Flashbacks January 2007

White House Whoppers

Articles from 1872 to the present shed light on a longstanding presidential tradition of playing fast and loose with the truth.

As the situation in Iraq continues to deteriorate and the Democrats prepare to take over Congress, it is clear that this administration’s credibility is under heavy scrutiny. A year ago, Stephen Colbert coined a term, “truthiness” to describe Bush’s proclivity for telling the American people what feels  like the truth, rather than verified facts. Now, with his article, “Truth in the White House,” Carl Cannon puts Bush’s complex tango with the truth into historical context, taking a look back at presidential lies throughout history. Cannon, however, is not the first Atlantic writer to consider a president’s uneasy relationship to “the facts.” A look through the magazine’s archives makes clear that parsing presidential assertions into clear-cut categories of True versus False is not always the most illuminating way to proceed. A lie, we might rather say, is only one method—albeit a time-honored one—of playing fast and loose with the truth.

In 1872, an anonymously written piece entitled “Politics” focused on one much-favored alternative to lying: deploying political tautologies so obvious and mind-numbingly uncontroversial, that one manages to avoid saying anything at all—thereby diverting attention from one’s real position. Reviewing a recent speech by Ulysses Grant, the author wrote:

To the rule that Presidential messages are usually excellent studies in the art of saying nothing unforeseen or unexpected we have not found the late message of General Grant an exception. Every one is in favor of amnesty; so is the President…Nobody doubts the necessity of a reduction of taxation; neither does the President….nothing puzzles the country at large so much as the question of free-trade and protection; it is exactly so with the President.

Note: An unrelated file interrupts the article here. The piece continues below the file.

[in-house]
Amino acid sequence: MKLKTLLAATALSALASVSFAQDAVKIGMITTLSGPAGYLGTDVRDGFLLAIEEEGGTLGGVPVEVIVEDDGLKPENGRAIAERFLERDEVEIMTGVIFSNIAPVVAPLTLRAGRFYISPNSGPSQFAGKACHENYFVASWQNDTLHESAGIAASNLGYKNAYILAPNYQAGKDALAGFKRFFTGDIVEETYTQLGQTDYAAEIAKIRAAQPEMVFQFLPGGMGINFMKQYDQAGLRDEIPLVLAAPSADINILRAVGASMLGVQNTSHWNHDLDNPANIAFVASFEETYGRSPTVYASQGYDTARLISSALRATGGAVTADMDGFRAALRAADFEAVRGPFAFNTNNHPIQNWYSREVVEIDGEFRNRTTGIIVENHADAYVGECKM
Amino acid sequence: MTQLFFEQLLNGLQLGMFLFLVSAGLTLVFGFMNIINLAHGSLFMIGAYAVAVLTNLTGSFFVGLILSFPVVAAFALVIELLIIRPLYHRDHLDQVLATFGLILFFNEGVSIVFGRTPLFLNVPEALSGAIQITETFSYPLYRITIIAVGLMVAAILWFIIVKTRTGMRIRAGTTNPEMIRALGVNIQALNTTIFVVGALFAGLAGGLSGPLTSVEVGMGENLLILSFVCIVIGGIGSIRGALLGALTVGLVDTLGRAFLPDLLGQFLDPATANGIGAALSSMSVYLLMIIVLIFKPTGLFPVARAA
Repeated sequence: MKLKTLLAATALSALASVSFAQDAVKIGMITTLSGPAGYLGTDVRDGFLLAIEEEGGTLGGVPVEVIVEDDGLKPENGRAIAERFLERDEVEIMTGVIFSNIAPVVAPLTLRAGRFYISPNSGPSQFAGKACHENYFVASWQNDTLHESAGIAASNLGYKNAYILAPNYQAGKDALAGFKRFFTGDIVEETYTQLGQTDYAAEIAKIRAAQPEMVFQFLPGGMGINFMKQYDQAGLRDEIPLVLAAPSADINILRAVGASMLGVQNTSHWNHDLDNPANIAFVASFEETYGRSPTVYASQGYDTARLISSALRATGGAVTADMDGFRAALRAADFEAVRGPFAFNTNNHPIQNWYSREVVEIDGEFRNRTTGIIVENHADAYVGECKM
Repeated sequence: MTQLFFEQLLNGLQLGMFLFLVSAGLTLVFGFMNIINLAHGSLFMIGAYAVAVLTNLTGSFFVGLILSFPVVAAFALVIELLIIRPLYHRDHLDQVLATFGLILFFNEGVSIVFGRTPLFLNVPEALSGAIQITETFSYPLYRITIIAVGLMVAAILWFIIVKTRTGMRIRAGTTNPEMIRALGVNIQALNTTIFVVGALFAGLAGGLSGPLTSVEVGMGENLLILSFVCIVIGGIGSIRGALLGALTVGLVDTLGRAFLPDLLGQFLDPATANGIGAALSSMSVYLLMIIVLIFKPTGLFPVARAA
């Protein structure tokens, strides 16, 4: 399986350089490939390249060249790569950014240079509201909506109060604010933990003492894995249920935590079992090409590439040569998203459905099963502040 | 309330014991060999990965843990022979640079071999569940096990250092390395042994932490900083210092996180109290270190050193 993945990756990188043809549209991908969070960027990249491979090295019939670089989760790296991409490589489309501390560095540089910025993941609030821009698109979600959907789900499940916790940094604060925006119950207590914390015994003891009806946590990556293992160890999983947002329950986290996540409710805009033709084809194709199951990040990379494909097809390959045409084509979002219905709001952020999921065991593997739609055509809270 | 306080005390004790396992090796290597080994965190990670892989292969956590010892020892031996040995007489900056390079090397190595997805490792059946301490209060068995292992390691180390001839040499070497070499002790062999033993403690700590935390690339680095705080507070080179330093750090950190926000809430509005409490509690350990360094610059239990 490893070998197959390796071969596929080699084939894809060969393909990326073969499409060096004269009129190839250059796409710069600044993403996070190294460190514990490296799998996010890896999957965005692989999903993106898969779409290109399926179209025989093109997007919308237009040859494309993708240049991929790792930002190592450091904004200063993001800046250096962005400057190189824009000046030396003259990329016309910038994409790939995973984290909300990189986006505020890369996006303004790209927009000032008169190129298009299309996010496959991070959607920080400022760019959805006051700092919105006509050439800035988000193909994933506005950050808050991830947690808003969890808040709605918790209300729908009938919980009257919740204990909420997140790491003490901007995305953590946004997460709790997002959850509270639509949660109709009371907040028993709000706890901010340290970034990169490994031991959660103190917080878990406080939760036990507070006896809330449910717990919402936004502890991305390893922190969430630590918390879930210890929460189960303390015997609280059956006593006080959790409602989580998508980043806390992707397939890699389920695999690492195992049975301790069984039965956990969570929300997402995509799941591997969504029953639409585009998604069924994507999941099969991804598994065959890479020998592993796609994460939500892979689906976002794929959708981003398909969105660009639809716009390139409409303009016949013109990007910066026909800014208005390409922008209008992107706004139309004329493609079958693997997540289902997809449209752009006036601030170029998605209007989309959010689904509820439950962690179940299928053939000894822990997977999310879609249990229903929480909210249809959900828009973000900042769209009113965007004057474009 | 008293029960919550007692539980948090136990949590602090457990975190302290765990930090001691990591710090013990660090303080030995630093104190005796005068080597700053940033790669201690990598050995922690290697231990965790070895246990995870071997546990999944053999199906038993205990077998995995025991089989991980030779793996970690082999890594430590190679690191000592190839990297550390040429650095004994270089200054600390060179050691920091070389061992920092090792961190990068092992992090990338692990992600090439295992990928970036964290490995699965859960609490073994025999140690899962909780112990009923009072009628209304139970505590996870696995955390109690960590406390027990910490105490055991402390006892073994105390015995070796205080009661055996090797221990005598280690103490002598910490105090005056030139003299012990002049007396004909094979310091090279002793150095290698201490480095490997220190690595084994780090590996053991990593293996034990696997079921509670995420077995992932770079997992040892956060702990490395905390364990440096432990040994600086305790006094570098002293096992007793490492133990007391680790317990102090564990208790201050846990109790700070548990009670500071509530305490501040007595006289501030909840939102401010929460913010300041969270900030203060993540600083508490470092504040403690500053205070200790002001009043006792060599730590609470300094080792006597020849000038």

Grant’s statements are nothing but the truth, but they aren’t the whole truth. As the author pointed out, “though the President’s enemies say that he is still intent upon his scheme for the annexation of San Domingo, the message indicates nothing of the kind.” Nor in this case does Grant’s avoidance of any trace of controversy mean that he has expunged the dark stain of prevarication. Although the same enemies of the President “maintain also that he cares nothing for a reformed civil service,” the address “says the exact reverse.” What would a political speech be, after all, without at least one outright lie?

Grant is certainly not the only president to combine lies with lesser forms of not-quite-truth. In his article, Carl Cannon touches on a lie JFK told about his health—a denial that he had Addison’s disease. In his 2002 article “The Medical Ordeals of JFK,” Robert Dallek showed how this particular lie was in fact just one small part of a careful orchestration of additional lies, strategic omissions, and misrepresentations. The Kennedy administration had gone out of its way, Dallek made clear, to paint a picture of a robust president. And sometimes a picture, as everybody knows, is worth a thousand false words.

From the archives:

Interviews: "Darker Than We Want to Know" (January 8, 1998)

Seymour Hersh discusses his controversial best seller The Dark Side of Camelot and why most historians of John F. Kennedy's presidency have been wrong.